See this interesting opinion piece looking at how we can prevent accidents like this http://www.ourworldtoday.com.au/news/article/cyclists-need-not-die
I think that Australian drivers are more likely to look for cyclists when / if we get 'strict liability' legislation. Then drivers will consider cyclists something to look for and avoid, because the alternative will be fines and increased insurance costs. I know of too many vehicle-bicycle incidents that police did not bother to take action against the negligent driver. With 'strict liability' and a certain outcome, police and courts are more likely to act.
I have started an AC group of Look For Cyclists with a long term aim of using the info to advocate for improved cyclist safety. An invite to join.
A lot of it I think is what Professor Wegman described as system failure. Roads are generally set up with no cues to drivers that they may come across a cyclist. How many of us have had near misses from people pulling out from a side street on the left? Motorists (not unreasonably) drive up to them quickly, look into the distance for other cars and when they do not see any, just pull out. It is only when you are on top of them that they notice you. It is the same with being passed close by cars. Often, drivers are just not thinking because they have not even considered that a cyclist might be there.
I think we need more visual cues built into the road for drivers, such as tighter corners at roundabouts, clearly defined spaces for cyclists and cars, clear signs and separate lights for cyclists at junctions so that motorists see the cyclists leave before them and they remain in their field of vision.
While I agree road design is an issue drivers needs to smarten up their game and start looking out for all other road users not just other cars. Too many drivers approach a give way or stop sign with the attitude "I'll stop if I see another car" instead of "I'll slow down or stop and see if it is safe to proceed". That's why they don't see you because they are not looking for anything bigger than a car. Imagine the carnage if truck drivers ignored everything smaller than them. People need to treat driving a car with the respect it deserves instead of as an annoying waste of time until they get to the important place they are going to. If they can't cope with that level of responsibility they should have their licenses taken away. Driving is a responsibility not a right.
Well put Michael.
+1 to that.
Easiest way? Rider training... Roads and drivers etc aren't going to change... We need to learn to deal with the situation as it is... If some cyclists don't have the skills to ride defensively etc then training might help...
JDL, for a moment I thought you would state a solution -- rider training for all motorists! Then more drivers would look for cyclists. I have heard that in European cities where most drivers also cycle, drivers are very courteous towards cyclists.
Training for all motorists is a great idea, so are improved laws and improved roads.. The only problem is none of these things are ever likely to happen (to an extent that it'll make a real difference)... So as cyclists we need to adapt to the way it is..... which may mean training for some riders...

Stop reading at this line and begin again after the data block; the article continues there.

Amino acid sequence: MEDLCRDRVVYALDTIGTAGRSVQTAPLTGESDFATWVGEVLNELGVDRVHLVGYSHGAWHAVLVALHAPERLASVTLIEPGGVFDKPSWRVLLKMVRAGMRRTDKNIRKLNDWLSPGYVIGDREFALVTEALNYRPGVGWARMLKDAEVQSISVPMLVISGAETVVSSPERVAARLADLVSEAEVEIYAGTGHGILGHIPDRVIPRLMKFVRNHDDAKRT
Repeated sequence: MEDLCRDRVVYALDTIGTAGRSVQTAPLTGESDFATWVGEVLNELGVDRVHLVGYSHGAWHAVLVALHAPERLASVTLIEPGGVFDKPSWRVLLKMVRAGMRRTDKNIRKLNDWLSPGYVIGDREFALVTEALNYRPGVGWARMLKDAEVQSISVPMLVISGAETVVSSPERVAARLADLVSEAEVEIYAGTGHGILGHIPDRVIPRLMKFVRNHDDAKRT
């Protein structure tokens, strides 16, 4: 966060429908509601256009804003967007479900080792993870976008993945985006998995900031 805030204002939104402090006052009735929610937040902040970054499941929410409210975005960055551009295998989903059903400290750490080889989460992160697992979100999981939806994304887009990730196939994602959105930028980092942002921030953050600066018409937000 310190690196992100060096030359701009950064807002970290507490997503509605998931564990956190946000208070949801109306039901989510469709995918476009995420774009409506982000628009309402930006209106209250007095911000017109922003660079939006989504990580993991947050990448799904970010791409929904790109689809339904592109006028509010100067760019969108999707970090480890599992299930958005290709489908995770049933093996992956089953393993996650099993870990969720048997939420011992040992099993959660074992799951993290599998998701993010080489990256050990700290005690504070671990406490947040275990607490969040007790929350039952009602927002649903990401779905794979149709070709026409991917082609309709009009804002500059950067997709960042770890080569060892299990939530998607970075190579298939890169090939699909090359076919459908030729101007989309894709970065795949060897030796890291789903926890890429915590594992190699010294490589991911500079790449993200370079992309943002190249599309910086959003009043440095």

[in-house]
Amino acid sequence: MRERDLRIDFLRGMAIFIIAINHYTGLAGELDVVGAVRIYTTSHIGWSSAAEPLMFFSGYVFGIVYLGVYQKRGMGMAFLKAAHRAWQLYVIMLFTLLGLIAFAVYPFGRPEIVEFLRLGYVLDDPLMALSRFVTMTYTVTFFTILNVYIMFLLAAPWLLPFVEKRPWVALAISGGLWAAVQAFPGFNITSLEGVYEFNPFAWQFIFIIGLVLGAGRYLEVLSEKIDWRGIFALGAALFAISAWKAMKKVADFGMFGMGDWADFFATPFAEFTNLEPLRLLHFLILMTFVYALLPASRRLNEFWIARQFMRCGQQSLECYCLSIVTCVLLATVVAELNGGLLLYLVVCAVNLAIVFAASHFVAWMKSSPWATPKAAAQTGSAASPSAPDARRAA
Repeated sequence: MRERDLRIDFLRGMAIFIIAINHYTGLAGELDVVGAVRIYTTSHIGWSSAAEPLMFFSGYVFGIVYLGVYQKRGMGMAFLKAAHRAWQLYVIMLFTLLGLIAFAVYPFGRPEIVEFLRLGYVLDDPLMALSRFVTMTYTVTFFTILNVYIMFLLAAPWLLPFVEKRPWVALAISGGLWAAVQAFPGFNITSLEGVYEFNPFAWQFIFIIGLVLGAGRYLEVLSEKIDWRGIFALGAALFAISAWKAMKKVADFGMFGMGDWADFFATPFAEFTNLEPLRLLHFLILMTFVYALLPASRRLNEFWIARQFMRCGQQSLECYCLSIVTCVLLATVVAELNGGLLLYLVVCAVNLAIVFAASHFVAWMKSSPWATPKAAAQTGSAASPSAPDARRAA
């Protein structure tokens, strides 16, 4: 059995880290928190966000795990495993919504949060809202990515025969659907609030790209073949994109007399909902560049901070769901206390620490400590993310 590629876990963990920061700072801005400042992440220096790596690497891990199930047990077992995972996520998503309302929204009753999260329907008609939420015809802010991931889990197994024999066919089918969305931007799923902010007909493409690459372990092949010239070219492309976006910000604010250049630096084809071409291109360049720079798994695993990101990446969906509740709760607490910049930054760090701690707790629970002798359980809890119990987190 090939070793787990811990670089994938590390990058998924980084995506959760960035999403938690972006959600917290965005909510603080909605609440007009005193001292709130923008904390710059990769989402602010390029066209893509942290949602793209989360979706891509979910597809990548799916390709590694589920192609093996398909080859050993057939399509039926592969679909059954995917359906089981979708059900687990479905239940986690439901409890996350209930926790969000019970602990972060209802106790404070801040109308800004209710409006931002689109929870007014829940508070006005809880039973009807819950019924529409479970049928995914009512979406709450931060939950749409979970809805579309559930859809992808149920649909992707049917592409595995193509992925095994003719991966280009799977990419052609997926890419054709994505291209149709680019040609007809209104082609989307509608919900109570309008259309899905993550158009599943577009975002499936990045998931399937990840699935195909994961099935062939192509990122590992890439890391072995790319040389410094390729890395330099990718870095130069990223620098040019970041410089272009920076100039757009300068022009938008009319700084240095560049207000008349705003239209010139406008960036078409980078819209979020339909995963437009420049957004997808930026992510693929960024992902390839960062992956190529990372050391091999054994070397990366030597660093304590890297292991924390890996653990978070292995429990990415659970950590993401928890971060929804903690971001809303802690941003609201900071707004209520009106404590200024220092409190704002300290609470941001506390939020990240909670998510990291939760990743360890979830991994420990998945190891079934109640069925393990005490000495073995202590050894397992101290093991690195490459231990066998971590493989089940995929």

Little bit defeatist!
Apparently Holland was a car dominant road culture and they have turned that around much to the envy of many (all) of us here on these forums. Sure takes time and money plus education but the Dutch are an example of what can be achieved. Never say never!
In the meantime of course your suggestion that cyclists get used to and adjust to the real world conditions is most prudent.
Copenhagen in Denmark was car dominant also, but look at it now. When they redesigned the city to be more cycling and pedestrian friendly there was major opposition to it. Nowadays to change it back to a car dominant city would be unthinkable to the Danes.
I think the biggest obstacle to changing Adelaide's infrastructure to be more cycling friendly and less car oriented is a politician with the guts to do it!
I don't know about defeatist but I agree I am perhaps a bit pessimistic! Perhaps rather than me saying these improvements won't happen I should have said that, if they take say 10 years (fairly realistic) then I'm not going to spend the 10 years in the meantime riding around assuming the roads, drivers, laws are perfect.. I am going to ride around, expecting to have to take evasive action at a moment's notice, etc... I believe that I am probably experienced enough to do that myself without training, but for others, training may be beneficial......
Perhaps if Adelaide smartens up and realise we live in an extremely easy and flat city to get around and the government invests in more bikeways then we could get enough people cycling as a way to commute that we could introduce this, but that might be a way off i fear.
Think it is all about changing the mindset of drivers and cyclists, nothing is worth risking your or another's life for. I do agree with some of the statements above about signing, there should be so much more.